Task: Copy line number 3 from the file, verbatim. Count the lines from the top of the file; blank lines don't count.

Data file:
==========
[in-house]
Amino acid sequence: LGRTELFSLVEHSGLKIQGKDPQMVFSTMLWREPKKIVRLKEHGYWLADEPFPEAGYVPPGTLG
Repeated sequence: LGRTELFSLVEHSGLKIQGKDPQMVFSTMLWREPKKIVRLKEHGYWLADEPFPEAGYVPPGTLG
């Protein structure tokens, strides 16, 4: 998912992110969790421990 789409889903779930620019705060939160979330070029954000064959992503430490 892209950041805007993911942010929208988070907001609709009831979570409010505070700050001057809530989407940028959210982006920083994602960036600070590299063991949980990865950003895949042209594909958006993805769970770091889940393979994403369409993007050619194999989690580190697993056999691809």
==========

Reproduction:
Repeated sequence: LGRTELFSLVEHSGLKIQGKDPQMVFSTMLWREPKKIVRLKEHGYWLADEPFPEAGYVPPGTLG